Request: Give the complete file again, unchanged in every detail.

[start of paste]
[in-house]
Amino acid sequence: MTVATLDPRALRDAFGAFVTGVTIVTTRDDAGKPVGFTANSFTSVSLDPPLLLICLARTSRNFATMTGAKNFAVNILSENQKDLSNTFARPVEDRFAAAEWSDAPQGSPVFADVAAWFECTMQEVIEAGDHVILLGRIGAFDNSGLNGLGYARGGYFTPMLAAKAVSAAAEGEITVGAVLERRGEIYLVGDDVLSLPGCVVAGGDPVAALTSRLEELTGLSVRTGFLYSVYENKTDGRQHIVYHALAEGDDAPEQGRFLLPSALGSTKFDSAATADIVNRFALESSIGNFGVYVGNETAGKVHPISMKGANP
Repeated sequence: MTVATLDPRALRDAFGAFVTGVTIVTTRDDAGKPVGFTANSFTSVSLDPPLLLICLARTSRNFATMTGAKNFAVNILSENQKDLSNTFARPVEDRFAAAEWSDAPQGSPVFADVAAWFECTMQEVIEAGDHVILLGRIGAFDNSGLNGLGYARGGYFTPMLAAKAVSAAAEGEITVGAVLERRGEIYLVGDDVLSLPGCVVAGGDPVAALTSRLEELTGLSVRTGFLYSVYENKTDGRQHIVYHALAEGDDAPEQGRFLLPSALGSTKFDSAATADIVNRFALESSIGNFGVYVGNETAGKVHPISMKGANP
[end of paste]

[in-house]
Amino acid sequence: MTVATLDPRALRDAFGAFVTGVTIVTTRDDAGKPVGFTANSFTSVSLDPPLLLICLARTSRNFATMTGAKNFAVNILSENQKDLSNTFARPVEDRFAAAEWSDAPQGSPVFADVAAWFECTMQEVIEAGDHVILLGRIGAFDNSGLNGLGYARGGYFTPMLAAKAVSAAAEGEITVGAVLERRGEIYLVGDDVLSLPGCVVAGGDPVAALTSRLEELTGLSVRTGFLYSVYENKTDGRQHIVYHALAEGDDAPEQGRFLLPSALGSTKFDSAATADIVNRFALESSIGNFGVYVGNETAGKVHPISMKGANP
Repeated sequence: MTVATLDPRALRDAFGAFVTGVTIVTTRDDAGKPVGFTANSFTSVSLDPPLLLICLARTSRNFATMTGAKNFAVNILSENQKDLSNTFARPVEDRFAAAEWSDAPQGSPVFADVAAWFECTMQEVIEAGDHVILLGRIGAFDNSGLNGLGYARGGYFTPMLAAKAVSAAAEGEITVGAVLERRGEIYLVGDDVLSLPGCVVAGGDPVAALTSRLEELTGLSVRTGFLYSVYENKTDGRQHIVYHALAEGDDAPEQGRFLLPSALGSTKFDSAATADIVNRFALESSIGNFGVYVGNETAGKVHPISMKGANP